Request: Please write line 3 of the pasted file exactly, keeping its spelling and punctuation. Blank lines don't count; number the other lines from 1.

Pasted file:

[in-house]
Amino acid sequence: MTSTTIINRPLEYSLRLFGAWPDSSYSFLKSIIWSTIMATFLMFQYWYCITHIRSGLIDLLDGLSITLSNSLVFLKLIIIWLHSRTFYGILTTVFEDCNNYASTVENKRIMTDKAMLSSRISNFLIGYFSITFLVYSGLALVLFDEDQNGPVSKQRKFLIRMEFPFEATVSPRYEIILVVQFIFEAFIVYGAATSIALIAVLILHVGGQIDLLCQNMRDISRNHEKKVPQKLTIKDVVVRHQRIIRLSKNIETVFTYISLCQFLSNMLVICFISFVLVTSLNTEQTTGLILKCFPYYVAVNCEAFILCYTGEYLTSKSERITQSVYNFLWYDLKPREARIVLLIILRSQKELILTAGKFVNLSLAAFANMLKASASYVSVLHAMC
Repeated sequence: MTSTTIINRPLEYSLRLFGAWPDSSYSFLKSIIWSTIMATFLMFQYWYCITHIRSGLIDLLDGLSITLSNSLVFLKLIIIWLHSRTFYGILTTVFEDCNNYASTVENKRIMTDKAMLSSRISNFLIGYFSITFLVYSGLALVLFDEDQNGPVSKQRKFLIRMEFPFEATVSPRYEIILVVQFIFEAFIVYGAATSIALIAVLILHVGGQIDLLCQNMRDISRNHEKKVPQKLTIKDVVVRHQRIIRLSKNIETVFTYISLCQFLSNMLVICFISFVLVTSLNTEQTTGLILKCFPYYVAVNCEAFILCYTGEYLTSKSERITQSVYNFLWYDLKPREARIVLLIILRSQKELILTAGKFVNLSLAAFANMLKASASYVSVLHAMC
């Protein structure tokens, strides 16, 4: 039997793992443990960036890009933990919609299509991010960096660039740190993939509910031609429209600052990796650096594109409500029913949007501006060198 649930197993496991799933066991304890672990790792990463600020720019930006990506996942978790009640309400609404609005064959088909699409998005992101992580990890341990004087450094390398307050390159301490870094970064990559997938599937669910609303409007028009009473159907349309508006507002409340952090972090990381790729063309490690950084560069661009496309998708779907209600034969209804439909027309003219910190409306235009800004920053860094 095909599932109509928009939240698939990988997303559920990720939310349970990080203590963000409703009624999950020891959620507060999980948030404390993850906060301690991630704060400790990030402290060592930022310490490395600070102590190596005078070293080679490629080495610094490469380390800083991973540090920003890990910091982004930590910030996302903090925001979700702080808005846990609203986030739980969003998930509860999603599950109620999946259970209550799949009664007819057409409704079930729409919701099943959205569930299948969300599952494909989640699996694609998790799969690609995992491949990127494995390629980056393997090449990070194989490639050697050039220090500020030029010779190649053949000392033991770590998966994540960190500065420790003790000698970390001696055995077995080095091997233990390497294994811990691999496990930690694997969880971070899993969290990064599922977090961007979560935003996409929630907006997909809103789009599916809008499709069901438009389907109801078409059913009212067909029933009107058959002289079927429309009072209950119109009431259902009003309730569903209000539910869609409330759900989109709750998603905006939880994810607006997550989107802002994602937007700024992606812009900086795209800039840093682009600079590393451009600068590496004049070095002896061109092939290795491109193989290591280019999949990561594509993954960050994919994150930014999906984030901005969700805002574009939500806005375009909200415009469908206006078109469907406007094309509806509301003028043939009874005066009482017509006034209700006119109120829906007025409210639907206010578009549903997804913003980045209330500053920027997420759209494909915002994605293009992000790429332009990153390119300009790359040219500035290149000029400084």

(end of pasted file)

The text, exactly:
Repeated sequence: MTSTTIINRPLEYSLRLFGAWPDSSYSFLKSIIWSTIMATFLMFQYWYCITHIRSGLIDLLDGLSITLSNSLVFLKLIIIWLHSRTFYGILTTVFEDCNNYASTVENKRIMTDKAMLSSRISNFLIGYFSITFLVYSGLALVLFDEDQNGPVSKQRKFLIRMEFPFEATVSPRYEIILVVQFIFEAFIVYGAATSIALIAVLILHVGGQIDLLCQNMRDISRNHEKKVPQKLTIKDVVVRHQRIIRLSKNIETVFTYISLCQFLSNMLVICFISFVLVTSLNTEQTTGLILKCFPYYVAVNCEAFILCYTGEYLTSKSERITQSVYNFLWYDLKPREARIVLLIILRSQKELILTAGKFVNLSLAAFANMLKASASYVSVLHAMC